The first theme of that story, you will recall, was the Copernican theme --- the overturning of the religious cosmology. Supposedly, biblical religion taught that man was at the center of the universe. Now, this is certainly a gross oversimplification, to the extent that it is true at all. The idea that space has a geometrical center entered Western thought, not from the Bible, but from pagan Greek science, specifically from Aristotle and Ptolemy. There was, however, one point of cosmology that biblical religion did introduce and insist upon, and which has radically distinguished it from the beliefs of pagans and materialists. That point was not about space and whether it has a center, but about time and whether it had a beginning.

The ancient pagan philosophers, for the most part, believed in an eternal universe. Plato, for instance, wrote, “Matter exists. Nothing can come from nothing; hence matter is eternal. We cannot admit the creation of matter.” Aristotle, too, believed in the eternity of the world. Modern atheists have generally followed the ancient pagans in this regard. It was the Bible --- indeed the very first words of the Bible --- that introduced the idea of a Beginning. That the universe had a beginning in time was explicitly taught as an article of Christian faith by both the Fourth Lateran Council in 1215 and the First Vatican Council in 1870, both of which spoke of God creating the world “from the beginning of time”, “ab initio temporis”.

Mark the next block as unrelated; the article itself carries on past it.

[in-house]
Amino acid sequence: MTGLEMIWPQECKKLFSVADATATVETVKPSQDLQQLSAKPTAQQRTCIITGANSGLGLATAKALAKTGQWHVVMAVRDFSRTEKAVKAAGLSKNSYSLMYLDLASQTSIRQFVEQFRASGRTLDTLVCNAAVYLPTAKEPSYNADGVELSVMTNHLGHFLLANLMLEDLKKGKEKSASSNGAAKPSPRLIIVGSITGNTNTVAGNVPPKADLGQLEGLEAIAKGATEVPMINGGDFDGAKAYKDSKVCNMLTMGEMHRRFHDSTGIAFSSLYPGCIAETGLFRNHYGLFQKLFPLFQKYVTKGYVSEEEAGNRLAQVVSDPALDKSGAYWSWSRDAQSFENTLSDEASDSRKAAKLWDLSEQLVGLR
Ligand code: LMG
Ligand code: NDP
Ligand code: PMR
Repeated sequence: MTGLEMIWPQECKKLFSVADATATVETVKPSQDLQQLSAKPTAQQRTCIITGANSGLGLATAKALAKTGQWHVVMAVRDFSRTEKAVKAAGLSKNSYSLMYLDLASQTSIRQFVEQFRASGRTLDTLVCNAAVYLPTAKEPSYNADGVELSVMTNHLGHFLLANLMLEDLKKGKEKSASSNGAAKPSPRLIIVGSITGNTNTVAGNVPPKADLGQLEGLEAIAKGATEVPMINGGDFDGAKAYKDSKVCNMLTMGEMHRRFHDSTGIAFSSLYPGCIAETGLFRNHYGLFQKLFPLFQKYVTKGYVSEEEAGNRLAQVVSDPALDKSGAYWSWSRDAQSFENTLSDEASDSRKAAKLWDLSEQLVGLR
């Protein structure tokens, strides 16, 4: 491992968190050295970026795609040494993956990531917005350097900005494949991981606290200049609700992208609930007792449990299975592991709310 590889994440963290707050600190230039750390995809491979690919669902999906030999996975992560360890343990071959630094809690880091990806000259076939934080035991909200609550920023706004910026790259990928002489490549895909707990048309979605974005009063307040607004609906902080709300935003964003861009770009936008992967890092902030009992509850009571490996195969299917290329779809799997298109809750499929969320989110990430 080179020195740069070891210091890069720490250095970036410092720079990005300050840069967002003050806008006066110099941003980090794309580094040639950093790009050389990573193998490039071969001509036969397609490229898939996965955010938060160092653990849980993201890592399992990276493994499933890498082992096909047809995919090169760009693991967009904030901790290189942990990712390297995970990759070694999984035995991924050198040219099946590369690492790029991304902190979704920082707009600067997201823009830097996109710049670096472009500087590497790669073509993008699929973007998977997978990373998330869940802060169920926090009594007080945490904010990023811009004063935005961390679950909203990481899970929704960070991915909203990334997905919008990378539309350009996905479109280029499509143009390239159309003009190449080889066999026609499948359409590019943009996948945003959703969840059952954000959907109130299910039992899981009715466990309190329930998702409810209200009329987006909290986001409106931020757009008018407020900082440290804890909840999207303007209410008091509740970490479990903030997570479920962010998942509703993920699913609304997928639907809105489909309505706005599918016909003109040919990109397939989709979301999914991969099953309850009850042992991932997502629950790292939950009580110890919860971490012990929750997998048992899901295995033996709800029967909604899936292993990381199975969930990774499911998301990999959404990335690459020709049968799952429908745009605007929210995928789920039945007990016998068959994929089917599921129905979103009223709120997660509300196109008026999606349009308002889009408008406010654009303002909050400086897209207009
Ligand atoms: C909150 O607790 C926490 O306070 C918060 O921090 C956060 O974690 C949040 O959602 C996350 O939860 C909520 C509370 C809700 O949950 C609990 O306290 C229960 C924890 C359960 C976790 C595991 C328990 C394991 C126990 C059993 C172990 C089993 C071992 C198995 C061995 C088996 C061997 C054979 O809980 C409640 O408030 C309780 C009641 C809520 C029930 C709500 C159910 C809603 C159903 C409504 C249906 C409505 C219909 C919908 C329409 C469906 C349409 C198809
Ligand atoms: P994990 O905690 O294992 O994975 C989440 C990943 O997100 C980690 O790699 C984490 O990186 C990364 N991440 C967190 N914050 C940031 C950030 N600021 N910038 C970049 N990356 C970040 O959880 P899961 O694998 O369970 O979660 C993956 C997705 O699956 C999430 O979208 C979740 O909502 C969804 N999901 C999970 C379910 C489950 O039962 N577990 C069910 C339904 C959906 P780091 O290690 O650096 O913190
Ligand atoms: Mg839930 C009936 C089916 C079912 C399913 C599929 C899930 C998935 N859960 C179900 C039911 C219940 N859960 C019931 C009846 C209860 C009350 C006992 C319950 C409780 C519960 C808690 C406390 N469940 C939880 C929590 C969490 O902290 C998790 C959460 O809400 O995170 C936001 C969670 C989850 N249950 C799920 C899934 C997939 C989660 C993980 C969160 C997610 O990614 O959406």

Up until the end of the nineteenth century, it seemed that scientific discoveries were vindicating the pagan and materialist view. In Newtonian physics it was natural to assume that the time coordinate, like the space coordinates, stretched in an unbroken line from minus infinity to plus infinity. The discovery of the law of conservation of energy --- the First Law of Thermodynamics --- gave further support to the eternity of the world, for it said that energy could neither be created nor destroyed. Chemists discovered that the quantity of matter, as measured by its mass, was also conserved. We find the eminent chemist, Svante Arrhenius, saying in 1911: “The opinion that something can come from nothing is at variance with the present-day state of science, according to which matter is immutable.” Thus every scientific indication at the end of the nineteenth century was that space, time, matter, and energy had always existed and always would. There was no hint of a Beginning.